Brexit by Convention- fallout from the Supreme Court Ruling
Last year, Prime Minister Theresa May announced that she would invoke Article 50 of the Lisbon Treaty in March this year. However, on 24 January 2017 the Supreme Court ruled that Parliament must vote on whether the Government can start the Brexit process.
Without the Parliament vote, the plans Ms May had to commence talks with the European Union cannot happen until she has the Parliamentary vote.
Campaigners debated that without the UK Parliamentary vote, the process was unfair and it would amount to a breach of constitutional principles and by triggering Article 50 would mean overturning existing UK laws. However, the Government retaliated stating that under the Royal Prerogative, it had the right to make this move without the need to consult Parliament.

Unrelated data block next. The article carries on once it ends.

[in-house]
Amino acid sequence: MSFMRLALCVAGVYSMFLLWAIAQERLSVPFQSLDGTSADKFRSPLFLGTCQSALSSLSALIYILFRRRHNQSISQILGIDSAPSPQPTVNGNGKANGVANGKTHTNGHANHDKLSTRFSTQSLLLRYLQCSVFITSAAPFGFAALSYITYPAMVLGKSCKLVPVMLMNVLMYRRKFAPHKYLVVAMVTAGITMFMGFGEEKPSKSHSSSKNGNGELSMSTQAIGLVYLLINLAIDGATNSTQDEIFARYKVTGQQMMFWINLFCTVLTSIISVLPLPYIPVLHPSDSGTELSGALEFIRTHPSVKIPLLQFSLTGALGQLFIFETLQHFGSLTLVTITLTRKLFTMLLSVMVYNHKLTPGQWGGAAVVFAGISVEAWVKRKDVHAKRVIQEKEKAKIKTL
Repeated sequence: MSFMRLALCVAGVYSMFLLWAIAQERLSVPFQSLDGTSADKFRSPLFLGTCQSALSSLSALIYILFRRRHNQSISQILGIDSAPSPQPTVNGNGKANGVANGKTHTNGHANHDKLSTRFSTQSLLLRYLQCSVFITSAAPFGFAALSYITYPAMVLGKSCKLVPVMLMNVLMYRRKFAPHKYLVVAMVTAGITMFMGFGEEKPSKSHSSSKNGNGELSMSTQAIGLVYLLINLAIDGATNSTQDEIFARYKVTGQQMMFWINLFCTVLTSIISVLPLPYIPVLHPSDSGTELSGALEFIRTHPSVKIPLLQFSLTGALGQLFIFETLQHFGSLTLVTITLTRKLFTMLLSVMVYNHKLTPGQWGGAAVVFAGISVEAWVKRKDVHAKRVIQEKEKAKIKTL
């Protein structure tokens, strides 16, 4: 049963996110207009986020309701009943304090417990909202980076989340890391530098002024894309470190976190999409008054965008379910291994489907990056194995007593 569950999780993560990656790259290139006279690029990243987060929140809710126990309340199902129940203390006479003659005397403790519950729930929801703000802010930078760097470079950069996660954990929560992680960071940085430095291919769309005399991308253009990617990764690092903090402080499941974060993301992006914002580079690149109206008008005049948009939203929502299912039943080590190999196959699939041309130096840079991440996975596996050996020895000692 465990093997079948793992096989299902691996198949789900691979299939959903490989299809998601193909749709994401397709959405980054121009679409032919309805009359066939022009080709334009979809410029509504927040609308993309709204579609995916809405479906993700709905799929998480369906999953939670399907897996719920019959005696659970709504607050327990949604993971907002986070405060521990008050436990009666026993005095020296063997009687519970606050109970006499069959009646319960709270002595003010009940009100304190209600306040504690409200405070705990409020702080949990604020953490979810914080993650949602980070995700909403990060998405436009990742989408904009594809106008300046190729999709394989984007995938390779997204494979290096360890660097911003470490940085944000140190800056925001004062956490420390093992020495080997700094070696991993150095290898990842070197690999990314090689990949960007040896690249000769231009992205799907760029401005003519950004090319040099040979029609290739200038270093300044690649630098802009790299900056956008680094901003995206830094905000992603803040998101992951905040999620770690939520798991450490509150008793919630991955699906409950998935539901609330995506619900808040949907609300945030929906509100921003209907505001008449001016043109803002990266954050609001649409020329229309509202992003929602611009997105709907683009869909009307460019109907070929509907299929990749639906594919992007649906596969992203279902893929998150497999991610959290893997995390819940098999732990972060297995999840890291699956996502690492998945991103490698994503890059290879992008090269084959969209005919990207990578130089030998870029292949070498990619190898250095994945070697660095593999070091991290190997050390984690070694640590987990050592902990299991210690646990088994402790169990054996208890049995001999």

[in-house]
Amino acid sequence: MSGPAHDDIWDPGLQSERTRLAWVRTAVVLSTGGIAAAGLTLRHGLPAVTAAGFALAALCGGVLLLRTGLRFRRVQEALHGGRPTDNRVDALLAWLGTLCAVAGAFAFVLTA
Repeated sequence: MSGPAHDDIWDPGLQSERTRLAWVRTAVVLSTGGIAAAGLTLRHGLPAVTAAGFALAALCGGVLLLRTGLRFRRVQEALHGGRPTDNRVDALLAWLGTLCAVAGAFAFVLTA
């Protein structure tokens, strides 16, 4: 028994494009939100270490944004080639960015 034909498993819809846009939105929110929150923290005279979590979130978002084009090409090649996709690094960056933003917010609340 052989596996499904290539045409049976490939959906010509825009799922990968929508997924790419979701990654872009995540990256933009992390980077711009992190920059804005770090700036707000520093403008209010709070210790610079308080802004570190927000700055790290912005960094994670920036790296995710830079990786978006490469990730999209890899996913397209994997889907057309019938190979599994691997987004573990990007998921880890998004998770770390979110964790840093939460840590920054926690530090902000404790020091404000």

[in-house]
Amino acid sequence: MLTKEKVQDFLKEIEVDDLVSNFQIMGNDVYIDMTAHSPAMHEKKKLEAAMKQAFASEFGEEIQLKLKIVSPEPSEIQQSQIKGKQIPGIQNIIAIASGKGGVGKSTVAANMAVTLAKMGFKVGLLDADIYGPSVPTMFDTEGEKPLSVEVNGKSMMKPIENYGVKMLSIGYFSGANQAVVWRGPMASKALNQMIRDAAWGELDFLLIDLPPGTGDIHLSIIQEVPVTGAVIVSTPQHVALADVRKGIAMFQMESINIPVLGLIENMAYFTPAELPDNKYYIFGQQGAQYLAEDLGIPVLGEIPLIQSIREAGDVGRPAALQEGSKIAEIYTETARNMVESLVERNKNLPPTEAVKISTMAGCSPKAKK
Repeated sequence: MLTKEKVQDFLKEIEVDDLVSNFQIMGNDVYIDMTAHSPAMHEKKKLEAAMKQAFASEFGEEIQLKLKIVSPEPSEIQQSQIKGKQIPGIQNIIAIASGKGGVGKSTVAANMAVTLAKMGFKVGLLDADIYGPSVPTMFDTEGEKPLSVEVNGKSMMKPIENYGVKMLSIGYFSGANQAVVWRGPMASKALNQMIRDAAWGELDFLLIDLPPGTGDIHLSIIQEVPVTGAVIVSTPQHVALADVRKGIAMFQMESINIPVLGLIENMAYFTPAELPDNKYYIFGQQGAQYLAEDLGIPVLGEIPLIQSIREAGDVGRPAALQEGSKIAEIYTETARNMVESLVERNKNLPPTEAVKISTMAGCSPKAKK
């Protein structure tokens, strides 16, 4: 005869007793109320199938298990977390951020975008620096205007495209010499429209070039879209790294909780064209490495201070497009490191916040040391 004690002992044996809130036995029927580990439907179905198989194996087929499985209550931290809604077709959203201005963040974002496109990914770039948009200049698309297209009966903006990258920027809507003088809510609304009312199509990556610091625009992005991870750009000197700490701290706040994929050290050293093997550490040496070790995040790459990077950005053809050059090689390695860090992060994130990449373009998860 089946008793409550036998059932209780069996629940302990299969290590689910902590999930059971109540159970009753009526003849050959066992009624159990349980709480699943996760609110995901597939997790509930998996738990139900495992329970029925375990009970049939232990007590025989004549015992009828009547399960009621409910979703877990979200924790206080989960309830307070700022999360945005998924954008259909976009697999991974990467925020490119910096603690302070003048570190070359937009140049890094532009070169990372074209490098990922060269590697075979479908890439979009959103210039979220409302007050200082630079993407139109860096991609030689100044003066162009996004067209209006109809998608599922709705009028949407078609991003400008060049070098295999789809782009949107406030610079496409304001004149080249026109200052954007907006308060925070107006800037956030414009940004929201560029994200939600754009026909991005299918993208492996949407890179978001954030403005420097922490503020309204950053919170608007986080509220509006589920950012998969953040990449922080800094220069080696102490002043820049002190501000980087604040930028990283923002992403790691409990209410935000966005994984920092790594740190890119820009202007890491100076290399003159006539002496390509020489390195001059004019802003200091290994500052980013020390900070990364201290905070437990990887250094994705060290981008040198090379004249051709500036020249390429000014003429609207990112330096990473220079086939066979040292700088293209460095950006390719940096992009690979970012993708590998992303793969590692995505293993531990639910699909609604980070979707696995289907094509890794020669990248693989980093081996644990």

Supreme Court President, Lord Neuberger said: “By a majority of eight to three, the Supreme Court today rules that the government cannot trigger Article 50 without an act of Parliament authorising it to do so.” He added-
“Withdrawal effects a fundamental change by cutting off the source of EU law, as well as changing legal rights. The UK’s constitutional arrangements require such changes to be clearly authorised by Parliament. Relations with the EU are a matter for the UK government.”
Brexit Secretary David Davis, stated that Brexit would go ahead as voted by the people in June 2016, which was backed by 51.9% of voters. “It’s not about whether the UK should leave the European Union. That decision has already been made by people in the United Kingdom.”
“There can be no turning back” he said. “The point of no return was passed on 23 June last year.”
A spokesman of Downing Street stated; “The British people voted to leave the EU, and the government will deliver on their verdict – triggering Article 50, as planned, by the end of March. Today’s ruling does nothing to change that.”
In our opinion, Brexit is likely to go ahead, however we now await a Parliamentary vote before Article 50 can be triggered.
We will continue to post regular updates. In the interim, if you require assistance with EEA applications in order to secure your rights to stay in the UK, please contact our office on +44(0) 20 3318 5794 or via email at email@example.com.